Ariana Grande reminds listeners whos in charge on intimate thank u, next: EW review
We gave it a B+
Somewhere amidst the Drake dominance and Post Malone prominence of pop’s last 18 male-dominated months, Ariana Grande — the Nickelodeon alum who’s able to leap three octaves in a single breath — became radio’s biggest female star. But thank u, next, Grande’s fifth album, doesn’t have the insufferable swagger that one might expect from a world-beater who’s fresh off two singles debuting at No. 1, and sat out the Grammys and hit No. 1 on the charts in the same weekend. Instead, it’s a lovely, intimate collection that embraces its essential paradox of being both a grand pop statement and a bedroom-pop wonder.
thank u, next came out of a year where Grande was logging as many pixels for her celebrity as she was for her much-streamed fourth album Sweetener, which nabbed the Grammy, her first, for Best Pop Vocal Album on Sunday. Her breakup with the innovative MC Mac Miller in May and whirlwind romance with Saturday Night Live enfant terrible Pete Davidson got paparazzi clicking and tongues wagging; the singles from Sweetener were persistent radio presences, her silvery voice leaping out of speakers with a clear and present daring few other late-2010s hitmakers have matched. The tumult surrounding her — Miller’s death in September, her claim that she was taking a break from music, her split with Davidson — seemed to feed off itself.
Until the first weekend in November, when Grande decided to reclaim her narrative — not through a pointed tweet or Notes-screenshot Instagram post, but with a song. The sparkling “thank u, next” was a head-on examination of Grande’s past that named names; no need to puzzle over narrative intent with lyrics that showered loving appreciation on Miller and Davidson, as well as Grande’s other exes Big Sean and Ricky Alvarez, by name. Its surprise release and TMZ-ready hook sent it straight to the top of the Hot 100.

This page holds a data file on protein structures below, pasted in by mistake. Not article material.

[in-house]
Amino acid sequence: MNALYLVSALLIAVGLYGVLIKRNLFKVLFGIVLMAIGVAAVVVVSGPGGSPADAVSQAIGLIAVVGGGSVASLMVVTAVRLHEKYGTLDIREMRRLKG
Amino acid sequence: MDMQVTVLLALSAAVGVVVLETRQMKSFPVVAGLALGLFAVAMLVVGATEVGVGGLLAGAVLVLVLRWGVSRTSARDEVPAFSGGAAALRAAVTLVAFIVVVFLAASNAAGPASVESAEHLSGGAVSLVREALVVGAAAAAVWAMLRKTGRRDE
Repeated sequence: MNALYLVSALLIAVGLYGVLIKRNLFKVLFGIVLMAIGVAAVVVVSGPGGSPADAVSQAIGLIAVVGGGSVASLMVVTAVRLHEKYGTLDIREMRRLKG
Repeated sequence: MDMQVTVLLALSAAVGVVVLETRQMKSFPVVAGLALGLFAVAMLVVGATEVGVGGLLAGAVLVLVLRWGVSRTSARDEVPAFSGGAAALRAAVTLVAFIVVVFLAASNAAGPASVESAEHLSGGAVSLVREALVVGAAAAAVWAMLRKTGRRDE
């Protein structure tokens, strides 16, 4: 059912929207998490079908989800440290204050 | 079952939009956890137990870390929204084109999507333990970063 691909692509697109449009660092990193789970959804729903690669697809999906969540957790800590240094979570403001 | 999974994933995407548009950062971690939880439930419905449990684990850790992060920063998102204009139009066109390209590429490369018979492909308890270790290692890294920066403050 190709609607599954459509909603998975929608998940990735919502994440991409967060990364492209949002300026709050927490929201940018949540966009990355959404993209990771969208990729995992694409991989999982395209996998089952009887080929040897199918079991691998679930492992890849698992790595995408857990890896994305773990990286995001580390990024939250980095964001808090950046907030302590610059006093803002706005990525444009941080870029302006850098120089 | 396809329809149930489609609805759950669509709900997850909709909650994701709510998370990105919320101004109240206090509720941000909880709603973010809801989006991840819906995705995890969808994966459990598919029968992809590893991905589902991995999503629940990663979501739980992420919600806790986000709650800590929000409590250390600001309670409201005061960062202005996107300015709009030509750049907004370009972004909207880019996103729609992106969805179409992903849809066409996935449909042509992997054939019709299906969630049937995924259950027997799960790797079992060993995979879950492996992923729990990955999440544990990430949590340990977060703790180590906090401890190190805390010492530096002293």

thank u, next embraces a vibe of few-holds-barred honesty, its emphasis on sonic softness recalling a spa day designed to heal and strengthen one’s sorest muscles and its guest-free roster reminding the listener of who, exactly, is in charge. The lyrics delight in specificity and the possibility of sending more devoted listeners on allusion scavenger hunts; “Imagine,” which opens the album, is elegiac and longing, its booming bassline snapping Grande’s reminiscing over late-night takeout and Instagram posts into sharply loving focus; “Fake Smile” details the red carpet’s dark side in a way that only the most-photographed stars out there can. Watery synths and trap snares abound, although a couple of string flourishes — a swooping break on the pillowy “Needy,” gently encroaching violins of the dreampop-adjacent “Ghostin” — and the brassy breaks on the sashaying kiss-off “Bloodline” add texture and tension.
The slippery-voiced Grande has always had some issues when it comes to enunciation, although the personal lyrics on thank u, next make it feel at times like a deliberate masking technique. But the breezy blow-off at the center of “NASA,” which has a late-period Mariah Carey vibe and a galaxy-brain twist on the idea of needing room from a suitor, is almost torpedoed by her lackadaisical pronunciation of “Ima need space.” Its puffy-cloud textures and fluttery synths make it at least more pleasant than “7 Rings,” the “My Favorite Things”-nipping ode to raking in the big bucks that turns Grande into a supreme influencer whose inner “savage” is unleashed by the drama she’s endured.
But after the year Grande has had — both in terms of her amassing star capital and enduring personal loss — she’s allowed to put out a self-indulgent song or two. (The other one on thank u, next is “Break Up With Your Girlfriend, I’m Bored,” which out-Veruca Salts “Rings” if only because of its collateral-damage quotient.) On thank u, next, Grande takes the advice she dished out in the Sweetener single “Breathin” to heart, giving herself space to grow by being honest about the ups and downs she’s endured, and using her imperfections not as weapons, but as reasons to love herself more. B+